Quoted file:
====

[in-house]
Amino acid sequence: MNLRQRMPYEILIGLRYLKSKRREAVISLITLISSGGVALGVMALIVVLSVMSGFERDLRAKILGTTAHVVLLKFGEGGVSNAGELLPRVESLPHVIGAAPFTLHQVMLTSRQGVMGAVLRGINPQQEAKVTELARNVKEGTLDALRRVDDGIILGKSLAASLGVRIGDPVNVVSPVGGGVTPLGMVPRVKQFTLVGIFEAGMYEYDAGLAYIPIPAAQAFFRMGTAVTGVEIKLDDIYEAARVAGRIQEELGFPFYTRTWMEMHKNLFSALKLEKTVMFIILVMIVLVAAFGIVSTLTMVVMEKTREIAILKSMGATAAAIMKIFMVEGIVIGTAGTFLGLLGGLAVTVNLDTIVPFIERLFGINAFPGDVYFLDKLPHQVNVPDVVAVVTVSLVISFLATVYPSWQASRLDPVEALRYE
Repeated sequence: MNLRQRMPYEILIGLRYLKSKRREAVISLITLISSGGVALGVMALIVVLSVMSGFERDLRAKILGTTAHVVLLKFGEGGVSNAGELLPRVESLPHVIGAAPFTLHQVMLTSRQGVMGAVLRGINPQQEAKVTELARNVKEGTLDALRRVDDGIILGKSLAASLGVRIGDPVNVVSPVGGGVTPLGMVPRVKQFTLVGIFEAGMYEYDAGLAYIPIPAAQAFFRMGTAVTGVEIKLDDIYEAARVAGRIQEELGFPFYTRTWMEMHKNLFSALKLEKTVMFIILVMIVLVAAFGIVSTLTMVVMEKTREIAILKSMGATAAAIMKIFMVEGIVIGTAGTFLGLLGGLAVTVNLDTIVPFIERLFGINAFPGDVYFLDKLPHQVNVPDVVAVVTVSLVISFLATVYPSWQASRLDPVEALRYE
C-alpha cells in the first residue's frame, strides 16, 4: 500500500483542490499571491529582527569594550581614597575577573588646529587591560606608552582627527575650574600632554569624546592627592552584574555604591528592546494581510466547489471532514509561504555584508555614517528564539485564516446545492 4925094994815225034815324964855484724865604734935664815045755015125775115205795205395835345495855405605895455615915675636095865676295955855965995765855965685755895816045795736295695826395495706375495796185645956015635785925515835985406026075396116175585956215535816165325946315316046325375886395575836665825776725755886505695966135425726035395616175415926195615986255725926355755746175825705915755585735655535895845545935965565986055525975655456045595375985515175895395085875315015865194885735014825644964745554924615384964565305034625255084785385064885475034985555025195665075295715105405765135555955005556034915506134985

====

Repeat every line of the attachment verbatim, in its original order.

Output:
[in-house]
Amino acid sequence: MNLRQRMPYEILIGLRYLKSKRREAVISLITLISSGGVALGVMALIVVLSVMSGFERDLRAKILGTTAHVVLLKFGEGGVSNAGELLPRVESLPHVIGAAPFTLHQVMLTSRQGVMGAVLRGINPQQEAKVTELARNVKEGTLDALRRVDDGIILGKSLAASLGVRIGDPVNVVSPVGGGVTPLGMVPRVKQFTLVGIFEAGMYEYDAGLAYIPIPAAQAFFRMGTAVTGVEIKLDDIYEAARVAGRIQEELGFPFYTRTWMEMHKNLFSALKLEKTVMFIILVMIVLVAAFGIVSTLTMVVMEKTREIAILKSMGATAAAIMKIFMVEGIVIGTAGTFLGLLGGLAVTVNLDTIVPFIERLFGINAFPGDVYFLDKLPHQVNVPDVVAVVTVSLVISFLATVYPSWQASRLDPVEALRYE
Repeated sequence: MNLRQRMPYEILIGLRYLKSKRREAVISLITLISSGGVALGVMALIVVLSVMSGFERDLRAKILGTTAHVVLLKFGEGGVSNAGELLPRVESLPHVIGAAPFTLHQVMLTSRQGVMGAVLRGINPQQEAKVTELARNVKEGTLDALRRVDDGIILGKSLAASLGVRIGDPVNVVSPVGGGVTPLGMVPRVKQFTLVGIFEAGMYEYDAGLAYIPIPAAQAFFRMGTAVTGVEIKLDDIYEAARVAGRIQEELGFPFYTRTWMEMHKNLFSALKLEKTVMFIILVMIVLVAAFGIVSTLTMVVMEKTREIAILKSMGATAAAIMKIFMVEGIVIGTAGTFLGLLGGLAVTVNLDTIVPFIERLFGINAFPGDVYFLDKLPHQVNVPDVVAVVTVSLVISFLATVYPSWQASRLDPVEALRYE
C-alpha cells in the first residue's frame, strides 16, 4: 500500500483542490499571491529582527569594550581614597575577573588646529587591560606608552582627527575650574600632554569624546592627592552584574555604591528592546494581510466547489471532514509561504555584508555614517528564539485564516446545492 4925094994815225034815324964855484724865604734935664815045755015125775115205795205395835345495855405605895455615915675636095865676295955855965995765855965685755895816045795736295695826395495706375495796185645956015635785925515835985406026075396116175585956215535816165325946315316046325375886395575836665825776725755886505695966135425726035395616175415926195615986255725926355755746175825705915755585735655535895845545935965565986055525975655456045595375985515175895395085875315015865194885735014825644964745554924615384964565305034625255084785385064885475034985555025195665075295715105405765135555955005556034915506134985